¿Es la OTAN la gran víctima de la guerra contra el terrorismo?

Al terminar las guerras, comienzan las autopsias diplomáticas y políticas. Todavía es muy pronto para sacar conclusiones firmes sobre la ''guerra contra el terrorismo'' en Afganistán. Sin embargo, sí se pueden sacar algunas conclusiones preliminares. Una de ellas tiene que ver con los cambios casi revolucionarios que se están contemplando en las relaciones de la OTAN con Rusia. Otra menos visible es la herida profunda y autoinfligida que, en mi opinión, se ha abierto en la OTAN misma.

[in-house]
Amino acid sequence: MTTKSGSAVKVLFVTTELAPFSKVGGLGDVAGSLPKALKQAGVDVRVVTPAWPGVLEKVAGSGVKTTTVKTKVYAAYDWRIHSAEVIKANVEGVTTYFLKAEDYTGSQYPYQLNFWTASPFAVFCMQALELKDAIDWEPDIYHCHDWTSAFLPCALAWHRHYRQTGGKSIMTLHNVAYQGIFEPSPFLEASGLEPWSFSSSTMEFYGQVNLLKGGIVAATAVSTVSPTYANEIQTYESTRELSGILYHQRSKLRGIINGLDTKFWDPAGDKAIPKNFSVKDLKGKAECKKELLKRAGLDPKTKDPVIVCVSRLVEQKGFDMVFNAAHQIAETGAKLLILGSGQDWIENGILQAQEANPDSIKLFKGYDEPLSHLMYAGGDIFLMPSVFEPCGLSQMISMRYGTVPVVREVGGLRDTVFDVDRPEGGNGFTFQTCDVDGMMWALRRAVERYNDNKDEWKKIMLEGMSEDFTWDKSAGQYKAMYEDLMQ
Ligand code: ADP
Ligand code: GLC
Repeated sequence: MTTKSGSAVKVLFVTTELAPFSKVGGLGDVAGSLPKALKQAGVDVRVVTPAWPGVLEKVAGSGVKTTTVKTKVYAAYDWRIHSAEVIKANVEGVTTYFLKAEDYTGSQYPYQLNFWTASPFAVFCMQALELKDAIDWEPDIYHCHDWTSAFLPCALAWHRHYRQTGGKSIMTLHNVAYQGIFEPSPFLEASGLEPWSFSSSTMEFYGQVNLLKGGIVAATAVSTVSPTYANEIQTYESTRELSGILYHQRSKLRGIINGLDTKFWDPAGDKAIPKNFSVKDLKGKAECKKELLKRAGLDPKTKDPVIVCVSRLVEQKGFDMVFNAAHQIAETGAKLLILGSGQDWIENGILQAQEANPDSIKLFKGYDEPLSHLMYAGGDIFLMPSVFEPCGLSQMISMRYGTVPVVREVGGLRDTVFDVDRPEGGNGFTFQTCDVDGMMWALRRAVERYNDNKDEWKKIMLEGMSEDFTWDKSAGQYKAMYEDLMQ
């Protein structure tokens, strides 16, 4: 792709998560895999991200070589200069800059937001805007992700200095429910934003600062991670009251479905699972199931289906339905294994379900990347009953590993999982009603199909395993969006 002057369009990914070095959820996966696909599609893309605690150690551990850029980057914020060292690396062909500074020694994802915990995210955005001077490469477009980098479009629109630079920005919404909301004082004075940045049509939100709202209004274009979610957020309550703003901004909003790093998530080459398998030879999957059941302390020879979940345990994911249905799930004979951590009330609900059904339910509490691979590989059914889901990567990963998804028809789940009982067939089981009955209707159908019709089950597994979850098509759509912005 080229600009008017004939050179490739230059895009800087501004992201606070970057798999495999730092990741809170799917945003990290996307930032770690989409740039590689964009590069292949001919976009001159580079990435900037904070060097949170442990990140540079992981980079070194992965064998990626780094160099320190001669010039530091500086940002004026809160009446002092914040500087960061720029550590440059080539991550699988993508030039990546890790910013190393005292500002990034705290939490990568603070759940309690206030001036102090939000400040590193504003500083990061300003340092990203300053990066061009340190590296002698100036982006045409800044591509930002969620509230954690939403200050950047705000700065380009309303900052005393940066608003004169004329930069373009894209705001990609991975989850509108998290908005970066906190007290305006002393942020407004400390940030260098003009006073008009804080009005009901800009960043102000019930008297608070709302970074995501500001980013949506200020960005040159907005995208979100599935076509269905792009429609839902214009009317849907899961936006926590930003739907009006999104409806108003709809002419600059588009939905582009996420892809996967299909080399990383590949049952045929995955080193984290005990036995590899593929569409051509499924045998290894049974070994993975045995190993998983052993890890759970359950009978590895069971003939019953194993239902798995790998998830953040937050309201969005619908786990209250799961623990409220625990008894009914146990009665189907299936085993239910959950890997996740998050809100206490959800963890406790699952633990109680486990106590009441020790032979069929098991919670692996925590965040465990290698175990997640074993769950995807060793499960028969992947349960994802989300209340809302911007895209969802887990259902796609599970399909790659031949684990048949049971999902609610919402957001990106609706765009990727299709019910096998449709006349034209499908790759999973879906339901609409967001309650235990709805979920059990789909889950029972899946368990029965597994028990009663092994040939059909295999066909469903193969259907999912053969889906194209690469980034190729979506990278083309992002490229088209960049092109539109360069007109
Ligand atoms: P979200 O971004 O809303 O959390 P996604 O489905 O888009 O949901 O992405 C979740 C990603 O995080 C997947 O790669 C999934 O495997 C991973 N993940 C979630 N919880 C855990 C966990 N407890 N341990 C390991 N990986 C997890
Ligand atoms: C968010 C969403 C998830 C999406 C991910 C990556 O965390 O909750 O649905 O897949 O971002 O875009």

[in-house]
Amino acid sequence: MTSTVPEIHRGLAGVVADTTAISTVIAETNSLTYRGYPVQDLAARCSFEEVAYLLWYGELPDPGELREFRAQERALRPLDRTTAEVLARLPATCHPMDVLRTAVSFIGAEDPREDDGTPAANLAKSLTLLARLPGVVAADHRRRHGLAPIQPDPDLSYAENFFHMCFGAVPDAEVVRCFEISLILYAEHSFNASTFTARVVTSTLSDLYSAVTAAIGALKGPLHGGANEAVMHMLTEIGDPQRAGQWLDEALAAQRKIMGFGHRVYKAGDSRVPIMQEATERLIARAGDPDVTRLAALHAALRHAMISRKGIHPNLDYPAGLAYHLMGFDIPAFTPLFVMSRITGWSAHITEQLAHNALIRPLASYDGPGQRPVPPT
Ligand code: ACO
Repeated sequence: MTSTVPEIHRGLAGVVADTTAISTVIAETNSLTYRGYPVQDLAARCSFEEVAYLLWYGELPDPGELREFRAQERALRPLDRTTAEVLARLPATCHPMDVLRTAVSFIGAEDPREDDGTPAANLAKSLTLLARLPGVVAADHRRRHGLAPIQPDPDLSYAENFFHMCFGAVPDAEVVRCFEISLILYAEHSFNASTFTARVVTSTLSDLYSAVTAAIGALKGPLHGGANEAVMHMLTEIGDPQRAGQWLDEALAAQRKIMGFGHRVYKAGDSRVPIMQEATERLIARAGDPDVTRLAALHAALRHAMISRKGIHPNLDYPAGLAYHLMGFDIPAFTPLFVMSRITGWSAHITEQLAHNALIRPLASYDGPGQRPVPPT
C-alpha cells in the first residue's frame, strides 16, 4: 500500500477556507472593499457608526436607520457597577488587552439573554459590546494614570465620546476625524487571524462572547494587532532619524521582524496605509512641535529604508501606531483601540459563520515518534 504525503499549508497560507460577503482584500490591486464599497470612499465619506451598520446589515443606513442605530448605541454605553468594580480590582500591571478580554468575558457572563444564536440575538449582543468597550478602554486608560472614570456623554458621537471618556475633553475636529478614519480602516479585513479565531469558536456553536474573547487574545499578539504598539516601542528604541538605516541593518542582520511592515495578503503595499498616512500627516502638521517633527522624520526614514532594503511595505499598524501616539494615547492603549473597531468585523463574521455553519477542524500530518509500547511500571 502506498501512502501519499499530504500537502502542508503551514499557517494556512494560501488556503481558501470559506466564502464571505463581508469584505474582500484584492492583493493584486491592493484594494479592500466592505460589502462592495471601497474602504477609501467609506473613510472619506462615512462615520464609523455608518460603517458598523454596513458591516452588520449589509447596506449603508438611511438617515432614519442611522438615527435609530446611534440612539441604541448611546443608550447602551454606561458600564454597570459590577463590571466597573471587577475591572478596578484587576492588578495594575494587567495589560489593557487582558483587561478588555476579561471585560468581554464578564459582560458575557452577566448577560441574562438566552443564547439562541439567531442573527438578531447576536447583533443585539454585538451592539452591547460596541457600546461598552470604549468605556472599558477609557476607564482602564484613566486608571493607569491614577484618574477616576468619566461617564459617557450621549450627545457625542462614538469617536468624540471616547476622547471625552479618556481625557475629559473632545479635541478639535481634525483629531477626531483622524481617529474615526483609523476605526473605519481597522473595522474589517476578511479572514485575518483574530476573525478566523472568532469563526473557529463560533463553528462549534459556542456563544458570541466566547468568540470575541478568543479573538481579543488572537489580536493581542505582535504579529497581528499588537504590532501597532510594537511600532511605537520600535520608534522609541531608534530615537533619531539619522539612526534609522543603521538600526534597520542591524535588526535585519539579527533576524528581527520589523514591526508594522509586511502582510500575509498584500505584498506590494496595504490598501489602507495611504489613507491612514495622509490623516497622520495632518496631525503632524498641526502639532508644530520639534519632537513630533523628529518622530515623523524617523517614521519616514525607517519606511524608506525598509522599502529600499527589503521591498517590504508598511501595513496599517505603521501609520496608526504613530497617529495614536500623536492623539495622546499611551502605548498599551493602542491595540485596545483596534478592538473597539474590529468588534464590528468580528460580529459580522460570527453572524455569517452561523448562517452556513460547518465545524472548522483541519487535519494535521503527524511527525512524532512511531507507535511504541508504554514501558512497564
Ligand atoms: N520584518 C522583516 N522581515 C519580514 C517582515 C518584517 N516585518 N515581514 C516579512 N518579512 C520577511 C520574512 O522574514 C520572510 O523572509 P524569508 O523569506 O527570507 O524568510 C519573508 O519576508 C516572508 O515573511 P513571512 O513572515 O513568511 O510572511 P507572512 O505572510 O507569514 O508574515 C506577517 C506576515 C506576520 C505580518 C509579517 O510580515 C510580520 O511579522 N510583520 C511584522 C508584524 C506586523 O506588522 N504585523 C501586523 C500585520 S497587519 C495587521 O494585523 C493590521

Desde el principio de la crisis, el 11 de septiembre, los miembros europeos de la OTAN (así como otros países, por supuesto) se alinearon rápidamente con los Estados Unidos con solidaridad moral y política, y con ofrecimientos de cooperación. Por primera vez desde la fundación de la OTAN, se invocó el Artículo 5 del Tratado de Washington.

El Tratado de Washington se firmó hace medio siglo para hacer frente a la amenaza soviética en los inicios de la Guerra Fría. El Artículo 5 es la piedra angular del tratado, porque estipula que un ataque en contra de algún miembro de la alianza se considerará como un ataque en contra de todos. Este artículo distingue a la OTAN de casi cualquier otra alianza defensiva en la historia de la humanidad en el sentido de que incorpora una garantía sin límites de defensa colectiva. Hasta el 11 de septiembre, nunca se había activado.

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